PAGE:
MARINE CORPS AIR GROUND COMBAT CENTER TWENTYNINE PALMS, California -- Marine Aviation Weapons and Tactics Squadron One conducted a Non-combatant Evacuation Operation exercise at Marine Corps Air Ground Combat Center Twentynine Palms, California, April 21, 2017.
NEO exercises simulate real-life scenarios where non-combatants are evacuated from a potentially hostile area. MAWTS-1, based out of Marine Corps Air Station Yuma, Ariz., conducted the NEO exercise as part of Weapons and Tactics Instructor Course 2-17.
“Making the exercise as close to real life as possible helps prepare Marines, in the event they have to perform an evacuation like this,” said Sgt. Mark Eubanks, logistics team leader, Tactical Training Exercise Control Group.
The five-hour exercise afforded Marines a chance to practice the procedures of evacuating U.S. personnel and local civilians from a foreign country. The operation took advantage of the vertical take-off capabilities of aircraft such as the CH-53 ‘Super Stallion’ helicopter and the MV-22 ‘Osprey’ tilt-rotor aircraft.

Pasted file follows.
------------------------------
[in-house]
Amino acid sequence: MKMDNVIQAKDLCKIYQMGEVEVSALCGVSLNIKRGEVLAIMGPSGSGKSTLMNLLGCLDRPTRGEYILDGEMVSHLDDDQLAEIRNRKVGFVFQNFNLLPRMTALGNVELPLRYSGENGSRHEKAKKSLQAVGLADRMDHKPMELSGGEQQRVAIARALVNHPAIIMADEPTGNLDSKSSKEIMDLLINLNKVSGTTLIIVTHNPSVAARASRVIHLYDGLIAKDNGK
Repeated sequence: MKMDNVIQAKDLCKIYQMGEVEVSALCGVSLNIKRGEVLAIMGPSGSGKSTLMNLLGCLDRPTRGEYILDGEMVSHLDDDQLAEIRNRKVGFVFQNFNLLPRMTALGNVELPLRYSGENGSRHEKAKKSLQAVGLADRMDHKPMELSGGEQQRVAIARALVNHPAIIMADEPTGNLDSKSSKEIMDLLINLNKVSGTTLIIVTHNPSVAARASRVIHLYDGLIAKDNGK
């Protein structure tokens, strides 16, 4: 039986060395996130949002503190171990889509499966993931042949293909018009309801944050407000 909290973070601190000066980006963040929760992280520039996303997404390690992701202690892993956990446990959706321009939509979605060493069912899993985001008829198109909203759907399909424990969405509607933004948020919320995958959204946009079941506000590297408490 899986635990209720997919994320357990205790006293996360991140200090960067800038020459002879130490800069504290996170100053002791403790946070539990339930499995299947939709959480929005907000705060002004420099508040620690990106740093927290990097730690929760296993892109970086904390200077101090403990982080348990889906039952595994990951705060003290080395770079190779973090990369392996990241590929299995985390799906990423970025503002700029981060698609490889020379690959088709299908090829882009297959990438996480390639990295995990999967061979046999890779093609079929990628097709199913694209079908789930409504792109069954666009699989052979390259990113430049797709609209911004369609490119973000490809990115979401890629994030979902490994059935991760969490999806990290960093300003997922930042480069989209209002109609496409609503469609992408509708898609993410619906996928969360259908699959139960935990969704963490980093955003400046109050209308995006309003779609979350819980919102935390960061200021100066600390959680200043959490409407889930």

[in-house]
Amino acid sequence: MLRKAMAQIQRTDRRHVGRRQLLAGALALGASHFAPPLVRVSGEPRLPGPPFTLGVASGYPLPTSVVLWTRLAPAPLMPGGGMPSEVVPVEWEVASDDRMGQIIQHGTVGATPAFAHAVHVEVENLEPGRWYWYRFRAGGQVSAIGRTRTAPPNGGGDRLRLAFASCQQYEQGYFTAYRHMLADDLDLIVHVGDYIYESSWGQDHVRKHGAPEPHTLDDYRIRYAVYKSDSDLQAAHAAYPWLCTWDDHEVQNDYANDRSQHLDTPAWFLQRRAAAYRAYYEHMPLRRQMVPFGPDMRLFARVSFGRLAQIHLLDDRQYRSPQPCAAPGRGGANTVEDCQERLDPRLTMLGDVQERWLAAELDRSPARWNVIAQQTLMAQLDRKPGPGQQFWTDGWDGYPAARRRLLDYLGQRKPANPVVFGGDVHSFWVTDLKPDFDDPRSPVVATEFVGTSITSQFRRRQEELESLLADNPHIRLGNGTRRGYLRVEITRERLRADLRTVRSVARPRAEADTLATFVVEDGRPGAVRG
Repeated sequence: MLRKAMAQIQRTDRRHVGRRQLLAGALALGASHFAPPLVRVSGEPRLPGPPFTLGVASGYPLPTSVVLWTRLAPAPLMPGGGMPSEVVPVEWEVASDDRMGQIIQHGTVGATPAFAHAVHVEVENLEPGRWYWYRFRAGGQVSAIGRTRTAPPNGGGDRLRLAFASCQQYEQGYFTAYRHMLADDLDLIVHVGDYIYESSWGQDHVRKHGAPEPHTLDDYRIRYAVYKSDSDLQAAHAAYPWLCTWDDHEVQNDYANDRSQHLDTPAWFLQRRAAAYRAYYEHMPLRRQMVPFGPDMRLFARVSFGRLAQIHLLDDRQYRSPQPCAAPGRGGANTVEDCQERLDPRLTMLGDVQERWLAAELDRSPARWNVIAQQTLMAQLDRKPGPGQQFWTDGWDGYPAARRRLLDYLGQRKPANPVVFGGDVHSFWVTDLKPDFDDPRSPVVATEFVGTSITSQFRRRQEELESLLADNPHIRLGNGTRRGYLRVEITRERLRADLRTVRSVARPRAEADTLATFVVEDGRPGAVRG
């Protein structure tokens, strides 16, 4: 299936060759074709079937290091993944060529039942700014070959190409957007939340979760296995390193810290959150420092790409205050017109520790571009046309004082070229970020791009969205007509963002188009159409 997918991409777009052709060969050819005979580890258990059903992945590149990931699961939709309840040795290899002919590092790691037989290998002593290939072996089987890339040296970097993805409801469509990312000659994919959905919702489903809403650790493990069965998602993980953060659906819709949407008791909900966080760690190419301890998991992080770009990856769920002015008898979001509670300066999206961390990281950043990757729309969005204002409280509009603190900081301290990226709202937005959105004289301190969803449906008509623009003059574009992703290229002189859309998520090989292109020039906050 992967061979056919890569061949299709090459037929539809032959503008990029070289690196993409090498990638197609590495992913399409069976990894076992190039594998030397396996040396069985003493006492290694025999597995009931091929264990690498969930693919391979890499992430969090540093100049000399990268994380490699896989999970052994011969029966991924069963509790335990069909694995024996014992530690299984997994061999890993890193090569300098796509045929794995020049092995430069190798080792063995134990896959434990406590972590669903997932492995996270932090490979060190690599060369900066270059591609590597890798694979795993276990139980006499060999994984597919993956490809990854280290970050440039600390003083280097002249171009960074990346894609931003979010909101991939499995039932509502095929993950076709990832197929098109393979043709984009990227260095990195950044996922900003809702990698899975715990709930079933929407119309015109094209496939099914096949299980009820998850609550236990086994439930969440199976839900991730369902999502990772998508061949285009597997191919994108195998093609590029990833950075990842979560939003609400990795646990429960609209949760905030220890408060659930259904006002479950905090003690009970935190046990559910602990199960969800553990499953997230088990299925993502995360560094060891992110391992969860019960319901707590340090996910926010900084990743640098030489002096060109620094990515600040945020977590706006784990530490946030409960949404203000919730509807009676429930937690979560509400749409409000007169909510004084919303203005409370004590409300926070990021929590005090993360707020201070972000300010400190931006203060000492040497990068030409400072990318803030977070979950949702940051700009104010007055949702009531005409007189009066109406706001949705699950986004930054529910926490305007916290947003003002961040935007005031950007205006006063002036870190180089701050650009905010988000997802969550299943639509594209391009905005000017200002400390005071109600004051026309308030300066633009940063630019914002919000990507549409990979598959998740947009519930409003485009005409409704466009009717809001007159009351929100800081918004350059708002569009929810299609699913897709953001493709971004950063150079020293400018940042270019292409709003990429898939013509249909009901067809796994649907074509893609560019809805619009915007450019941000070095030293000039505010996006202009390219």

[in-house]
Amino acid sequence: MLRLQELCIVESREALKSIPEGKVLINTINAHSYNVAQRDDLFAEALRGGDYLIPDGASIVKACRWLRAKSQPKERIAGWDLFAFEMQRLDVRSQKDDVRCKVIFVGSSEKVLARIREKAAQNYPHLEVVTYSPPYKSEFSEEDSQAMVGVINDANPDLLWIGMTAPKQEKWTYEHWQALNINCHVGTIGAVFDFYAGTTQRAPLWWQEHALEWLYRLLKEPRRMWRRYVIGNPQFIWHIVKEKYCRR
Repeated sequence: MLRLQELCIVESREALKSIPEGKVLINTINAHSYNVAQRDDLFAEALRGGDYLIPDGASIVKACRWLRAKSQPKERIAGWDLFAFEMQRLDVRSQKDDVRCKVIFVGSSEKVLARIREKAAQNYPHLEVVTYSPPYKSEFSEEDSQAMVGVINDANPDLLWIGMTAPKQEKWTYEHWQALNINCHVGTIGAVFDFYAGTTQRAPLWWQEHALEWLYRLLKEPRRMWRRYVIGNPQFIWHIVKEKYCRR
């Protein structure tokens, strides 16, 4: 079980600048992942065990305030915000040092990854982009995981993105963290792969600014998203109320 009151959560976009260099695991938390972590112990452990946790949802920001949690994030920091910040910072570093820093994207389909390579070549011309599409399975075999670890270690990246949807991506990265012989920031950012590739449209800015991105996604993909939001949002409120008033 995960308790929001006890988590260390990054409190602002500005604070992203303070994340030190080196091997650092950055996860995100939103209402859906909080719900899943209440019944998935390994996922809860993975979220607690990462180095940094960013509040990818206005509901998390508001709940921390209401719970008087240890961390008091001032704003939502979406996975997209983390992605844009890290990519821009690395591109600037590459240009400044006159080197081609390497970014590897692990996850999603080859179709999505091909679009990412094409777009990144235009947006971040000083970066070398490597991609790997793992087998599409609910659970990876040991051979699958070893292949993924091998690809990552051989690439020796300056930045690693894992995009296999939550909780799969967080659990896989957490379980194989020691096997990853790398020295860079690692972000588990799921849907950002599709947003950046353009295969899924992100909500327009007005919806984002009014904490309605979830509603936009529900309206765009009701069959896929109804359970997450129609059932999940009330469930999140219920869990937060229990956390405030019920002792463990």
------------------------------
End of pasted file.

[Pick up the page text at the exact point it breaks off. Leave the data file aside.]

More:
The exercise spanned from MCAS Yuma.to the Combat Center. The exercise required aircraft landing at three locations aboard the installation, which included; Lance Cpl. Torrey L. Gray Field, Del Valle Field and Range 220.
As the aircraft landed, Marines of 2nd Battalion, 6th Marine Regiment and Combat Logistics Battalion 26, set up an evacuation control center and prepared role-players, acting as U.S. citizens, for evacuation.As the role-players finished going through the ECC, they were escorted to the aircraft and taken to MCAS Yuma.
The WTI course is used train Marines in advanced tactical aviation training to certify them as weapons and tactics instructors for their units. WTI is a seven-week course consisting of 18 academic training days followed by the flight phase which consists of 25 training days where they apply their skills within various scenarios.
Each weapons and tactics instructor averages more than 90 days every year providing support to their respective units including certification, standardization, and supplementary ground and airborne instruction.
“It’s good for the young guys to go through this training because all the ‘what ifs’ that could go through their head actually come to life,” Eubanks said. “Also, this type of real-life training gives a good platform for everyone for evaluation from us on what they did right and wrong at all levels and ranks. It’s better for them to learn their lessons here rather than in-country if or when they are ever called to do it for real.”